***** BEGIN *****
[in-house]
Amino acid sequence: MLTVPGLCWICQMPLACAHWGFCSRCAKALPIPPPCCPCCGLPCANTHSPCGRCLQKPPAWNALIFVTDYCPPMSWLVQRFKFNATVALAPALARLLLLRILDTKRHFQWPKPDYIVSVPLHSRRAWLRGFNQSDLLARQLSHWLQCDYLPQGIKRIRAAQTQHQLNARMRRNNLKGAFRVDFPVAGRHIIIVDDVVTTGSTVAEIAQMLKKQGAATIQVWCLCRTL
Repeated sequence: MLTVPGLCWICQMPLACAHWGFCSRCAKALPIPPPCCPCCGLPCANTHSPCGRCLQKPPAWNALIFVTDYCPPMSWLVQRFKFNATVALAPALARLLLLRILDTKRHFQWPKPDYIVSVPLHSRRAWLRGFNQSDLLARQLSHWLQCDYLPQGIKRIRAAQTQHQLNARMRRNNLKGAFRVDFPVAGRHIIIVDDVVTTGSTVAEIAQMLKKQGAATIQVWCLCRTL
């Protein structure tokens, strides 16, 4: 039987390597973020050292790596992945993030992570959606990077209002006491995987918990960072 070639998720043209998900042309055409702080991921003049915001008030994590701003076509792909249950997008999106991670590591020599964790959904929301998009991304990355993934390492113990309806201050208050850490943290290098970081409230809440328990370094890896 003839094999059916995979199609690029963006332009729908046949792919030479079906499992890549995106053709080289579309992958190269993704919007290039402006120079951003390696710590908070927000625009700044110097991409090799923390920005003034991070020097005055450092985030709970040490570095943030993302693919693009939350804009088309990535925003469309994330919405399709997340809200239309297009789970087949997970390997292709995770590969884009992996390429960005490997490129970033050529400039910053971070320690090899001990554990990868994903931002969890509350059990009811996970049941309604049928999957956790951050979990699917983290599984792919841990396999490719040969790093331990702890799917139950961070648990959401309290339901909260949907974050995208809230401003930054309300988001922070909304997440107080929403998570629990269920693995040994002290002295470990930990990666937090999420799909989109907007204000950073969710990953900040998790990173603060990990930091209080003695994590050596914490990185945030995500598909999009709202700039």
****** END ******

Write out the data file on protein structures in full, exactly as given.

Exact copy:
[in-house]
Amino acid sequence: MLTVPGLCWICQMPLACAHWGFCSRCAKALPIPPPCCPCCGLPCANTHSPCGRCLQKPPAWNALIFVTDYCPPMSWLVQRFKFNATVALAPALARLLLLRILDTKRHFQWPKPDYIVSVPLHSRRAWLRGFNQSDLLARQLSHWLQCDYLPQGIKRIRAAQTQHQLNARMRRNNLKGAFRVDFPVAGRHIIIVDDVVTTGSTVAEIAQMLKKQGAATIQVWCLCRTL
Repeated sequence: MLTVPGLCWICQMPLACAHWGFCSRCAKALPIPPPCCPCCGLPCANTHSPCGRCLQKPPAWNALIFVTDYCPPMSWLVQRFKFNATVALAPALARLLLLRILDTKRHFQWPKPDYIVSVPLHSRRAWLRGFNQSDLLARQLSHWLQCDYLPQGIKRIRAAQTQHQLNARMRRNNLKGAFRVDFPVAGRHIIIVDDVVTTGSTVAEIAQMLKKQGAATIQVWCLCRTL
């Protein structure tokens, strides 16, 4: 039987390597973020050292790596992945993030992570959606990077209002006491995987918990960072 070639998720043209998900042309055409702080991921003049915001008030994590701003076509792909249950997008999106991670590591020599964790959904929301998009991304990355993934390492113990309806201050208050850490943290290098970081409230809440328990370094890896 003839094999059916995979199609690029963006332009729908046949792919030479079906499992890549995106053709080289579309992958190269993704919007290039402006120079951003390696710590908070927000625009700044110097991409090799923390920005003034991070020097005055450092985030709970040490570095943030993302693919693009939350804009088309990535925003469309994330919405399709997340809200239309297009789970087949997970390997292709995770590969884009992996390429960005490997490129970033050529400039910053971070320690090899001990554990990868994903931002969890509350059990009811996970049941309604049928999957956790951050979990699917983290599984792919841990396999490719040969790093331990702890799917139950961070648990959401309290339901909260949907974050995208809230401003930054309300988001922070909304997440107080929403998570629990269920693995040994002290002295470990930990990666937090999420799909989109907007204000950073969710990953900040998790990173603060990990930091209080003695994590050596914490990185945030995500598909999009709202700039």